I also enjoyed seeing some other familiar faces from some of the happier times in my life. Glorious Megan, lovely Leigh and Lizzie, Ingrid,
Sharon, Annabel and Dee, Hannah and Nessa as well as Penny with husband Barry and Hattie with other half Matt all of who had spent many a hard nights drinking in south London's less salubrious speakeasys when the century was younger and binge drinking used to be called drinking. Sadly, as is the way these days I couldn't stay long after the excellent tearjerking and rib-cracking speeches but it was great to see Ant, Tim and Friz and Anand again after all these years. I'm glad we didn't give up despite our lateness and I'm speechless with gratitude to Anna for driving me. These things may be hard for me these days but I will find it in myself to do 'em. When I got home I was lucky enough to see this, which on top of everything rather caught my imagination because it's more or less a description of how I feel:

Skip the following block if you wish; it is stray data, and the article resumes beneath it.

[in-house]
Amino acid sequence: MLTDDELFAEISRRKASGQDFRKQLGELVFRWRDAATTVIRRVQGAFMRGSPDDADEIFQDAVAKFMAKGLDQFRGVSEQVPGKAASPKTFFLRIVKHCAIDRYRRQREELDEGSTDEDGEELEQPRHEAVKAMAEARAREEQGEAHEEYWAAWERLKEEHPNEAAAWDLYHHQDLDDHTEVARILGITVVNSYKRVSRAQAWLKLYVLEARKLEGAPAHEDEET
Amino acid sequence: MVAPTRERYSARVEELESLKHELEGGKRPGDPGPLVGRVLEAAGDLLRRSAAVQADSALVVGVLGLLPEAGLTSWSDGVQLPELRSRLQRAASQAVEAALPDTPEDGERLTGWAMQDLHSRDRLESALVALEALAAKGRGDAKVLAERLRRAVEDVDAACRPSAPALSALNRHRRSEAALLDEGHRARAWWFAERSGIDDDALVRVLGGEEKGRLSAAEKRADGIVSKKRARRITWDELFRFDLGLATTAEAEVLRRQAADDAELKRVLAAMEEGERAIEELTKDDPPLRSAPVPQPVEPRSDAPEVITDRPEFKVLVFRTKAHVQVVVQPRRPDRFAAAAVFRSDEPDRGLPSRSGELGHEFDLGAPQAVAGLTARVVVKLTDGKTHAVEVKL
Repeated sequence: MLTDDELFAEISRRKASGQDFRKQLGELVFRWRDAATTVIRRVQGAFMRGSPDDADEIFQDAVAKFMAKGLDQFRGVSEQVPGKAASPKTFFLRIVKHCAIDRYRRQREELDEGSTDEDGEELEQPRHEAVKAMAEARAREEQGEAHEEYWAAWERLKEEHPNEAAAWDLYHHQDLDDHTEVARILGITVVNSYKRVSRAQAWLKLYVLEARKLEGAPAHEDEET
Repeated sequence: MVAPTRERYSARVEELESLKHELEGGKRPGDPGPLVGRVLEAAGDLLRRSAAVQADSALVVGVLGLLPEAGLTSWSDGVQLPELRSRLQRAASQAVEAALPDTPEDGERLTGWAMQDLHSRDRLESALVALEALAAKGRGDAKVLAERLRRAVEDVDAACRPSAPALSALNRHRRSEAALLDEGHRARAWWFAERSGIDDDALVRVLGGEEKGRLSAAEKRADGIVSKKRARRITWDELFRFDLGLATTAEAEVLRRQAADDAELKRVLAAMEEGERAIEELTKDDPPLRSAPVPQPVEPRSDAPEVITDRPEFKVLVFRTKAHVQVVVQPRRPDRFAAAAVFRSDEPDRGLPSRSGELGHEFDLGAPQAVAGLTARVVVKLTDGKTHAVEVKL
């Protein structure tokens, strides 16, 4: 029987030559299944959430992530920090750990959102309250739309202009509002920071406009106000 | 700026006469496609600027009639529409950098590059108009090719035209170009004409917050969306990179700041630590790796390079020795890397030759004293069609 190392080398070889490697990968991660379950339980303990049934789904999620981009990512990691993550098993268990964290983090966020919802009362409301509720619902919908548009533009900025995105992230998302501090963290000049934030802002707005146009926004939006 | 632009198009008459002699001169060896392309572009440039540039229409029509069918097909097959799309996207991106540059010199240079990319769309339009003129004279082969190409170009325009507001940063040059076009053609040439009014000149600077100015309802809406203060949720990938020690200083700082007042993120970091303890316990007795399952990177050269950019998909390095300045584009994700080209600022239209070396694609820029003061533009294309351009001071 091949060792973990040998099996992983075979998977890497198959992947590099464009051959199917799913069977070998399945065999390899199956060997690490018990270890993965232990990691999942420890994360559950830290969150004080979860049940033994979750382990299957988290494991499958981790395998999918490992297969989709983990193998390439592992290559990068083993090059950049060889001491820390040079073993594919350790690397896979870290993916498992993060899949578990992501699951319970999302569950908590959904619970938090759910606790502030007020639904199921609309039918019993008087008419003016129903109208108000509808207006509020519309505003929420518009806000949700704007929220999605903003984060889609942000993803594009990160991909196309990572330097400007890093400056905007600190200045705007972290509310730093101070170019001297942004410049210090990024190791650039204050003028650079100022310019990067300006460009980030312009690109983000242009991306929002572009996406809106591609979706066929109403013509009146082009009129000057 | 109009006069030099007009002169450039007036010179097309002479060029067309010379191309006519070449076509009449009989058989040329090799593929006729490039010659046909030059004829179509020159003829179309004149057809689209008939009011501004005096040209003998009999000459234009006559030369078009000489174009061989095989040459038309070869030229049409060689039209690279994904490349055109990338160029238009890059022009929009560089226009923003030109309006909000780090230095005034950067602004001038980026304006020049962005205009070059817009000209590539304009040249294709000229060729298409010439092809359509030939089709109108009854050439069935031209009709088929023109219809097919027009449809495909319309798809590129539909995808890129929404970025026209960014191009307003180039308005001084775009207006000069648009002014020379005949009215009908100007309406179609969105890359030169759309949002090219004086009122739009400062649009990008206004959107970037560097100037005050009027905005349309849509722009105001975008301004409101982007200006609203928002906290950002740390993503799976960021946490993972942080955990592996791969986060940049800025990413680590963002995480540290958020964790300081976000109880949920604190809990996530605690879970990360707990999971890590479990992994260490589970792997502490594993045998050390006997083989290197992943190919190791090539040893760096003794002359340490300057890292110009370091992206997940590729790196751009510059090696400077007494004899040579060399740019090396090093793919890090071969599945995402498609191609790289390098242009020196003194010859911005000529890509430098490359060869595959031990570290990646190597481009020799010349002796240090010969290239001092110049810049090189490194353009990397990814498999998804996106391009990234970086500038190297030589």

That was yesterdays adventure. Today has been about a gorgeous old college mate coming to see me – during the week I had been emailed out of the blue by Gina who we'd nicknamed Gina G at college despite her surname resolutely beginning with a C, she had said that her and her husband had recently been on holiday with a friend of mine Matt Hancock , now scarily Matt Hancock M.P. Anyway Gina wanted to see if she and her daughter Tallia could visit. Well, I like to try and make it my business to be visited by beautiful old friends, and she showed up today just as I remember her. 13 month old Tallia is a cutie